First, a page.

My original finish pancake shows a finish looking something like gilt and which seems to have been the finish used through about on GE brass blade fans. That finish is clearly not "polished" brass. Whether the "gilt" finish was some kind of lacquer or a paint I do not know. The models were made in 10" and a new 12" model was added. Unique to these two years was a fancy cast and nickel plated name plate on the rear of the motor. There was no brass or nickel band around the motor on the 10" models but the 12" model did have a brass band around the motor.
What you see to the left and below is a "fan outfit" comprised of a "fan" blade and "fan motor". Only years later did the terminology change where "fan" meant what we think of it today; the whole of the appliance consisting of a blade, motor, and base.
Fans for were black japanned and brass bearings were fitted to the motor. A 10" solid frame motor and the 12" trunnion frame were the two styles of AC fans. I do not have photos of the models to include here. FORM F. The stator coils surround the motor and are usually very easy to remove from the motor housing.
These coils just fell out when I was inspecting and cleaning the motor. The nickeled brass motor band has also been slipped off the iron core around the stator. Like most pancakes this one is a four pole motor. Six, eight, and ten pole pancake motors were made for other frequencies or for special slower running motors. This is an easy year to identify for it was the only GE pancake year that used a top mounted grease cup over the front bearing.
The early models, however, do not have the badge but have a small open ring cage- probably the same cage but without the badge being fitted. Most '99s will have the badge though a significant number of no-badge '99s turn up and mostly with lower serial numbers. The small open ring cage is NOT an model as was reported in older GE pancake research since the small open ring cage pancakes all have the top mounted grease cup which is identified as an model by a GE report dated The photos above show an early solid frame model no cage badge yet which continued with the smooth base from the previous 10" solid frame models but made about 1" higher than the 10" frame.
Below is an solid frame with the cage badge. The badge is held on to the cage with a small brass strip soldered to the center of the cage. Motor acorn nuts are still smooth without a screwdriver slot.
The line cord would be attached to the two terminals on the base. The two speed switch knob is at the bottom of the wall base.
Power to the motor would exit the base between the two terminals and be attached to the two terminals on the rear of the motor. In this photo the motor appears to be much thicker than a typical motor but most of the earlier motors were thicker. I might assume that this is actually an older motor. The four blade fan is new for replacing the previous 6 blade fans used on all pancakes prior to Original wall mount pancakes are scarce. Changes included making the rear ring of the cage of a larger diameter wire, slotted acorn nuts on the motor replaced the smooth nuts, return to the under-mounted oil cup, and the solid frame 12" pancake was now a swivel frame using the same partially ribbed base as the trunnion motors had since The base was about a half inch taller then the older smooth base.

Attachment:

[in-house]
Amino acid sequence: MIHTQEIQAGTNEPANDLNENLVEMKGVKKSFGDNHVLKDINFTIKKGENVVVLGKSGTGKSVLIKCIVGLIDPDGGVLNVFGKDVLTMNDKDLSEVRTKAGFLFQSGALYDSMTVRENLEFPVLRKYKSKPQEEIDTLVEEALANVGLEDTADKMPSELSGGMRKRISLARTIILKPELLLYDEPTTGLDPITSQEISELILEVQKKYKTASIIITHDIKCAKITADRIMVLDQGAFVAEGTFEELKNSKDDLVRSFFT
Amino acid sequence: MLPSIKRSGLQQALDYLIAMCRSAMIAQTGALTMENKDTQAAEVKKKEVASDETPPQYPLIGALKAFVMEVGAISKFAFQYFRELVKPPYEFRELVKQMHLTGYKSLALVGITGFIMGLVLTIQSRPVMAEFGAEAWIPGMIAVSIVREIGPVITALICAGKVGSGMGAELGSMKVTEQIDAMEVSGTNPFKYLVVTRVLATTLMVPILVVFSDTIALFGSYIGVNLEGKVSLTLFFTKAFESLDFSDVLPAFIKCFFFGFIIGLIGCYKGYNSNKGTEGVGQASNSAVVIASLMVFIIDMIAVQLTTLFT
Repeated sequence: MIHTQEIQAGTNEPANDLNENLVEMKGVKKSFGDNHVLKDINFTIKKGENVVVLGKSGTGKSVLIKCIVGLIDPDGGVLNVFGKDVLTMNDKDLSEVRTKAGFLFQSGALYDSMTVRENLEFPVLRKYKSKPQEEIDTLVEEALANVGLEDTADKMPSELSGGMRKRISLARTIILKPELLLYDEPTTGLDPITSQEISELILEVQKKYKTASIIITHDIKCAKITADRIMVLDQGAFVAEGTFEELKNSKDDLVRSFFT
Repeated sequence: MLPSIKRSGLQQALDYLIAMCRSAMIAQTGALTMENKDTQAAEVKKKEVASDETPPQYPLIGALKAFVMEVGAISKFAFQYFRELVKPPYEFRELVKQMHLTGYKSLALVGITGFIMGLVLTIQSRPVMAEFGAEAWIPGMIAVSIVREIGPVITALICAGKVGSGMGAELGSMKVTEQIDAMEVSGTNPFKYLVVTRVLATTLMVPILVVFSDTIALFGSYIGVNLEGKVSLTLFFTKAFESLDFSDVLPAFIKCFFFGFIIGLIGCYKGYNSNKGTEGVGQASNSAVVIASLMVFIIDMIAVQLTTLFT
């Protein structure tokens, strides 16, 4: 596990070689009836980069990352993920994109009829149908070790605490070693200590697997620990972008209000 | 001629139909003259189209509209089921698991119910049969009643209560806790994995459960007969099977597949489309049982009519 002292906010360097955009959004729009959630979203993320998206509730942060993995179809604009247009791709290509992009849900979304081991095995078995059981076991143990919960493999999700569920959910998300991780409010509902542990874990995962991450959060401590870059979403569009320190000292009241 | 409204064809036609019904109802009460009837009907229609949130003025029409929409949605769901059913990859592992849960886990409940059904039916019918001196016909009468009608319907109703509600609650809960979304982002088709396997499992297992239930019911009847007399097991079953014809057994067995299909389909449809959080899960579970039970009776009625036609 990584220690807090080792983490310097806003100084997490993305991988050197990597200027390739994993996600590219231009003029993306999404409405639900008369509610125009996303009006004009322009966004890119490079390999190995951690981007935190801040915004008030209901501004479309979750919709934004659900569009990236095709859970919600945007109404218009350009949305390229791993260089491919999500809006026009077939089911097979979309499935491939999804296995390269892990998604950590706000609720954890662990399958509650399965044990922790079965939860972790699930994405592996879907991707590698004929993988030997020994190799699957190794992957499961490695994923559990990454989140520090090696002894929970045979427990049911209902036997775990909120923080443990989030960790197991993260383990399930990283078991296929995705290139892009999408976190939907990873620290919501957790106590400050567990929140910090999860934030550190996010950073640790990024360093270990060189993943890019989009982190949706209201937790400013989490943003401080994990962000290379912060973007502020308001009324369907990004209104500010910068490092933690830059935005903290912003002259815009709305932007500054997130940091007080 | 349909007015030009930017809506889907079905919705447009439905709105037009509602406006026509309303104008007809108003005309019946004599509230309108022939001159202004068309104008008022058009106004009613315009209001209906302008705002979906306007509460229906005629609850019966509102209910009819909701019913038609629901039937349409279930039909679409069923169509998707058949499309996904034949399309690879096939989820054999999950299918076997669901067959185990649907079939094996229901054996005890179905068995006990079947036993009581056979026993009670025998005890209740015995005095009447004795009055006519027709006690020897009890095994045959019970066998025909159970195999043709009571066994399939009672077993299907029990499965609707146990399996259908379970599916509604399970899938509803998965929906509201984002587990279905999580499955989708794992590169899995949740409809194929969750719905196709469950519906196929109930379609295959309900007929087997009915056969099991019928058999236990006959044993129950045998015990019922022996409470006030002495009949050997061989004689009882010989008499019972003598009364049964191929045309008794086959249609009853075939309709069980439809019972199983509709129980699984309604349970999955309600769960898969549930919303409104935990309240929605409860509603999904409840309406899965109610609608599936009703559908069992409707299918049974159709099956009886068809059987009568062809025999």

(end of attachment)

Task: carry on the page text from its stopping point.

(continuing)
Other changes were a notched clamp on one side of the trunnion used to help hold the motor in a position on the trunnion, a new blade hub with grooves at the rear end which was to keep oil from moving to the hub spider and blades where the oil could be thrown around the room. An oil return collar was now press fitted to the front of the motor in front of the bearing to catch oil thrown from the grooves on the blade hub and direct it back into the top of the oiler.
The motor was still devoid of the vent holes that would appear on the models.
GE Pancake Terminal Insulators These are insulators for the exposed terminal lugs on the back of GE Pancake fans. Refer to the link to the GE pancake fan above to see the exposed brass terminal lugs on the back of the motor. These pieces keep the current from shorting out against the fan . Jun 24, Your fan would be from , possibly from also and is the first GE model like that with aluminum blades replacing the previous brass blades up through The FORM is what is used to date GE fans if the Form letter is present on the tag. The last patent date on this motor tag, June 25, , was used on all GE fan motor tags from to leading many to believe any fan with that date was made in It is not that simple to date GE fans and the patent date only means that a fan so marked with that patent date, includes features of that particular patent.
The cage badge was held to the cage with the same method as in Last year for S-wires to be wrapped around the rear cage ring. The model's issue number will tell you exactly when it was made and give you an idea of its value. After the technology had advanced to the stage where fans were small and cheap enough to go in the home.